26. 26. 5 Recommendations As outlined at the beginning of this paper, an 5.3 How to profile the forecast overriding recommendation is the need for honesty Good practice is to profile the forecast across the and transparency in forecasting. The following ten key future months, at least for the key issues. In that way recommendations cover the practical issues in organisations have early warning when actual results producing an honest, accurate and useful forecast. deviate from forecast. In-year forecasts by month should take account of seasonality due to: 5.1 What to cover • variations in types of demand, for example: There should be a monthly financial report covering, at – more broken bones in winter a minimum: – more breathing problems in hot weather. • income and expenditure • savings • variations in energy costs, higher in: • staff numbers and pay costs – winter (due to cold weather), or in • actual and forecast balance sheets – summer (due to air-conditioning costs associated • forecast cash flow with very hot weather). • capital expenditure • key activity and quality measures. Since factors such as these will not affect all NHS organisations to the same extent, each organisation It is crucial that the financial forecast takes account of has to decide what is significant. the key non-financial issues, such as activity and manpower, as these will almost always affect finance. As well as seasonality, certain months might be This information could be presented in a table, affected by ad hoc events such as major sporting or scorecard or ‘executive dashboard’. cultural events which result in predictable demands from competitors, audience or supporters. 5.2 Who to involve in producing the forecast Forecasts should not be produced by the finance 5.4 Reconcile the forecast to the plan and to department in isolation but built up by discussions previous forecasts with the managers and clinicians who actually spend Each forecast of the overall surplus or deficit should be the money. It will differ between organisations how far reconciled to the plan and to the previous forecast, so down the management hierarchy finance need to go to that it is clear what has changed. It is also important get these insights. to learn the lessons when forecasts change: • What did you miss? • Why? • How might you have improved? This will help to produce more accurate forecasts in the future. 25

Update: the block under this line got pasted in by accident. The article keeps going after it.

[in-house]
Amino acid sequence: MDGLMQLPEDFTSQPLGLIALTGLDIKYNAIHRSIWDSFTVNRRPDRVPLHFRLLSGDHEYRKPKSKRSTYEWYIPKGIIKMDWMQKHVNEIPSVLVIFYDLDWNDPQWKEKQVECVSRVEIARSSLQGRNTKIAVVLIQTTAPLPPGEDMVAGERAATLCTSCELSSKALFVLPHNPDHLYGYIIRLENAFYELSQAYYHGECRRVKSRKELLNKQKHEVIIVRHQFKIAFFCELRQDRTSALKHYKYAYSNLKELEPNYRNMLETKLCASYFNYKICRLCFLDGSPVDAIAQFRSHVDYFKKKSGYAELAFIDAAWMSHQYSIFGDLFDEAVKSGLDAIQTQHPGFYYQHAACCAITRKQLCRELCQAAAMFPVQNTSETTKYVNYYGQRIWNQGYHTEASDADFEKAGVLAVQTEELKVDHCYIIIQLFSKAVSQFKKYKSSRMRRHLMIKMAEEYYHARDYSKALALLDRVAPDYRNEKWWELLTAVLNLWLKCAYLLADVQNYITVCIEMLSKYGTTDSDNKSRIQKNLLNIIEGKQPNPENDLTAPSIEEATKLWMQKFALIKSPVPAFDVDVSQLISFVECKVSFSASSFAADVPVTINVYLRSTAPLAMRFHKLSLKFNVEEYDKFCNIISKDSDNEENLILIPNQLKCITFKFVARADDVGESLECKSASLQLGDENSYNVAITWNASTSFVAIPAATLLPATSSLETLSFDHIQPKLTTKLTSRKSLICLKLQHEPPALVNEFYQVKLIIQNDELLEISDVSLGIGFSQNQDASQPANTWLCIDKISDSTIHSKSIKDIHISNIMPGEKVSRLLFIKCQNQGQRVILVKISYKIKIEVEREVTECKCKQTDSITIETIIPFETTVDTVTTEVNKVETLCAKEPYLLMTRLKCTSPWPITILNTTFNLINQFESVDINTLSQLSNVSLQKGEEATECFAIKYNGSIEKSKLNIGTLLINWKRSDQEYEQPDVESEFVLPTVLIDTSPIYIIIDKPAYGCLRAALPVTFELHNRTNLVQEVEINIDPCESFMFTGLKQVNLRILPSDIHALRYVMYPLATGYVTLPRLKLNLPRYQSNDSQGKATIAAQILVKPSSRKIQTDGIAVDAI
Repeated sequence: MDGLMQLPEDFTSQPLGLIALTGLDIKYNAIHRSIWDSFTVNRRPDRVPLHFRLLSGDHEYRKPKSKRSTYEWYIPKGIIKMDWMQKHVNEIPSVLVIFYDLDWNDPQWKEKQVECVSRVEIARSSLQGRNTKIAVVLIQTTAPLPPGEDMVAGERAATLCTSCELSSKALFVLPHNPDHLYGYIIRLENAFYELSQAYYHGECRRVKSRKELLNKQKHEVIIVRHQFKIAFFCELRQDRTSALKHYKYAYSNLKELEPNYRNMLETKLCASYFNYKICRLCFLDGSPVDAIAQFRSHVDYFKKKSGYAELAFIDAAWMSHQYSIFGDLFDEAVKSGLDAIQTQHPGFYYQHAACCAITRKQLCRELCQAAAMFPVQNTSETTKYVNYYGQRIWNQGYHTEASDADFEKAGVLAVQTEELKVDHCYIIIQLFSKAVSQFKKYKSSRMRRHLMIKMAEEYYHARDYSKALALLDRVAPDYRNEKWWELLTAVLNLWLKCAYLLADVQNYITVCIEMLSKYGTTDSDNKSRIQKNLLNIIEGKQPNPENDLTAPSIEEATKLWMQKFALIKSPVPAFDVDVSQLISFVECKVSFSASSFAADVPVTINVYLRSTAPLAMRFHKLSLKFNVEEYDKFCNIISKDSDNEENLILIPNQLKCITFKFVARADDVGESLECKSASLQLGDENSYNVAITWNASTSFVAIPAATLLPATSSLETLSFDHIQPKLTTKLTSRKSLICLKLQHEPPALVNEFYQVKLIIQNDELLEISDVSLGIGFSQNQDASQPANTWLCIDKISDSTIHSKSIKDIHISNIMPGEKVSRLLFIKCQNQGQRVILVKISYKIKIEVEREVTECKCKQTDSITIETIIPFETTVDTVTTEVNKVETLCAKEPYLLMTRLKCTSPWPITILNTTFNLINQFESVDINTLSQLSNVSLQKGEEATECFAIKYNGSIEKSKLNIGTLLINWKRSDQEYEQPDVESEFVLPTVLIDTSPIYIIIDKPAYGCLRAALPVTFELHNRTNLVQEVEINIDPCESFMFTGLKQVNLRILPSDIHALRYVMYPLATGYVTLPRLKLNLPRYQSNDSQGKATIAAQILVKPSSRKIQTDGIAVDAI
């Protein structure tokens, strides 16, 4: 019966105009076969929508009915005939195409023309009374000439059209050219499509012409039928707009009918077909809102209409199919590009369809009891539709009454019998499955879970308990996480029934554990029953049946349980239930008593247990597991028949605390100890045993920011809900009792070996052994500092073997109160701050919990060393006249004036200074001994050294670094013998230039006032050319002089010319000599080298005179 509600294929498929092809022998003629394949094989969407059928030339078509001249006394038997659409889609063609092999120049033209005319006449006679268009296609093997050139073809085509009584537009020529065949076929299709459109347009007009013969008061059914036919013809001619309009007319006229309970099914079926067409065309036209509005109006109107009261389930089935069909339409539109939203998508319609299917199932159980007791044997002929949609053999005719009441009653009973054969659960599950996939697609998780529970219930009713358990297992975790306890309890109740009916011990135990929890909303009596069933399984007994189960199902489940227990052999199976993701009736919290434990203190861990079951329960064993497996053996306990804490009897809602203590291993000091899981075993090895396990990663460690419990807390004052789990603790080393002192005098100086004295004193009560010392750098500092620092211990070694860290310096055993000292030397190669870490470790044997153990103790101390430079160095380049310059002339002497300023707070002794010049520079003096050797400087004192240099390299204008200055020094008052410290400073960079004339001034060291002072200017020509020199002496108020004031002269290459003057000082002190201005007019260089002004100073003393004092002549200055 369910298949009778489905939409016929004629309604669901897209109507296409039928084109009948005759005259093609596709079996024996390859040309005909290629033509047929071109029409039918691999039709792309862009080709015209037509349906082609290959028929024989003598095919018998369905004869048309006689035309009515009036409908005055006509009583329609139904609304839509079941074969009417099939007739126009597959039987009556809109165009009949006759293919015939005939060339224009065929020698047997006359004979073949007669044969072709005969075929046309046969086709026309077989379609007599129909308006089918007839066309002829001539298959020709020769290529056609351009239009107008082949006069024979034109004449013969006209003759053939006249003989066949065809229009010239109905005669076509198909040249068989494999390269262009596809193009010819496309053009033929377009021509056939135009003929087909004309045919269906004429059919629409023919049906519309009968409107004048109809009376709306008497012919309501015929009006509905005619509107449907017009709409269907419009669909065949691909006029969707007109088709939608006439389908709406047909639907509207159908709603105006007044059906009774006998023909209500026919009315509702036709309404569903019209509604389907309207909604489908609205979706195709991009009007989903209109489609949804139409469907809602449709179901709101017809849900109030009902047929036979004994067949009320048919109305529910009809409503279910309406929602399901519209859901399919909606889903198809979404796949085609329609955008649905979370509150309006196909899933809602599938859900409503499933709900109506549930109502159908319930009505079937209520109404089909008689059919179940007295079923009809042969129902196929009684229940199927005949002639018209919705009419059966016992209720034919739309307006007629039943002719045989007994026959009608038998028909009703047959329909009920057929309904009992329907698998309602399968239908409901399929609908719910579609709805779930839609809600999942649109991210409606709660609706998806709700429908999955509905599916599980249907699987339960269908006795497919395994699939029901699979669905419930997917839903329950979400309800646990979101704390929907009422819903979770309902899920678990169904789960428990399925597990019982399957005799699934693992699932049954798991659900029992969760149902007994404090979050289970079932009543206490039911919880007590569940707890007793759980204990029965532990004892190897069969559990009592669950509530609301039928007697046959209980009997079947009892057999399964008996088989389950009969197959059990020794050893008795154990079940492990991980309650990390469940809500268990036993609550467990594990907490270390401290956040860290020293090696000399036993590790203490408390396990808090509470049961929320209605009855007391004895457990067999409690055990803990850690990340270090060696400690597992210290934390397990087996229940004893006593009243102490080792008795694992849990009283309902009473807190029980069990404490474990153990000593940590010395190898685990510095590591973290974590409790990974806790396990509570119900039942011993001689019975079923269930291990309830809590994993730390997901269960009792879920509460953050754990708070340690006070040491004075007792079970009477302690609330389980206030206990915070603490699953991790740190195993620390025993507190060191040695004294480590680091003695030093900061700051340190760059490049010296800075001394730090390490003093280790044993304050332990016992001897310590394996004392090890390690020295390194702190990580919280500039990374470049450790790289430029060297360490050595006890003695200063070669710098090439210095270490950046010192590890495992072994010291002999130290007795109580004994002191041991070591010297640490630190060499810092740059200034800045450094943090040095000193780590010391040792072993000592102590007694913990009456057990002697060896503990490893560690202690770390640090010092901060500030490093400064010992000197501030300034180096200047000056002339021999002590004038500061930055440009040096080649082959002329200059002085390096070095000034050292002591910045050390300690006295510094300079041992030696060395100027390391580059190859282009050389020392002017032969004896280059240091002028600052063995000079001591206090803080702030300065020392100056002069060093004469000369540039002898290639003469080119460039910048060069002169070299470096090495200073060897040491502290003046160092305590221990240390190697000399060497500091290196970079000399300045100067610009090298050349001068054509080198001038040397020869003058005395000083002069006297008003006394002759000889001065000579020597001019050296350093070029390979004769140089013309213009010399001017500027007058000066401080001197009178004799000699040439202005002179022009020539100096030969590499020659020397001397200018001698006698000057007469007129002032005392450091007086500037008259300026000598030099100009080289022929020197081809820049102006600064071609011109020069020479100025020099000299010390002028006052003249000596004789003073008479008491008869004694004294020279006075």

27. 27. In-year Financial Forecasting in the NHS 5.5 Reconcile the forecast to actual results to date 5.8 Distinguish between recurrent and Forecasts should always be reconciled to year to date non-recurrent issues actual results, as a test of credibility. As the year Forecasts (and actual results) should be clear on what progresses, if you observe significant variances in either is recurrent and what is one-off, so that a difficult direction, or a pattern of increasing divergence from recurrent position is not obscured by one-off benefits. what you have forecast, you need to understand why Inevitably the greater volatility of income under and consider if the forecast needs revision. Payment by Results means that the ‘recurrent’ position is less certain than it used to be. 5.6 Check your income assumptions Be aware of differences in the assumptions of PCT and 5.9 How to handle reserves healthcare providers regarding activity and income Specific reserves should be phased to reflect the way levels, since different assumptions create a financial risk that costs are expected to arise. NHS Trusts and PCTs for somebody. should not need to hold a general reserve. Ideally assumptions will be the same, although in NHS organisations are encouraged to plan for surpluses reality they may be different for valid reasons. For where possible. This should have a beneficial impact on instance, a PCT may need a demand management how organisations forecast, as breakeven is not the initiative to successfully balance its finances, but the only acceptable answer. It also means that a planned local provider may not risk reducing capacity (thereby surplus can provide some contingency, reducing the risking jeopardising patient care) until it sees some need to hold a general reserve as a ‘cushion’. evidence that demand is reducing. 5.10 A framework to ensure good practice – SHAs should (and usually do) monitor the consistency learning from the private sector of assumptions and the degree of risk. A challenge for Evidence suggests that in most cases it is not sufficient the NHS will be how it does this when most providers to rely on self motivation to generate good forecasting become Foundation Trusts with separate reporting practice. Instead most of us require an external lines. stimulus, which holds us responsible for delivery and accountable for the numbers produced. In the private 5.7 How to handle risks in your forecast sector this will be shareholders (often in the form of Forecasts should take account of risk, but should be pension fund managers and analysts) or the banks – based on the most likely outcome after risk mitigation. both requiring reassurance for the protection of their Generally board papers should be clear on what the investments. Failure to deliver on earlier forecasts will risks are, showing the size of financial risk, the lead to escalating responses from both these parties. probability, and mitigation plan, although sometimes The NHS could learn from this practice. confidentiality will prevent this in public sessions. 26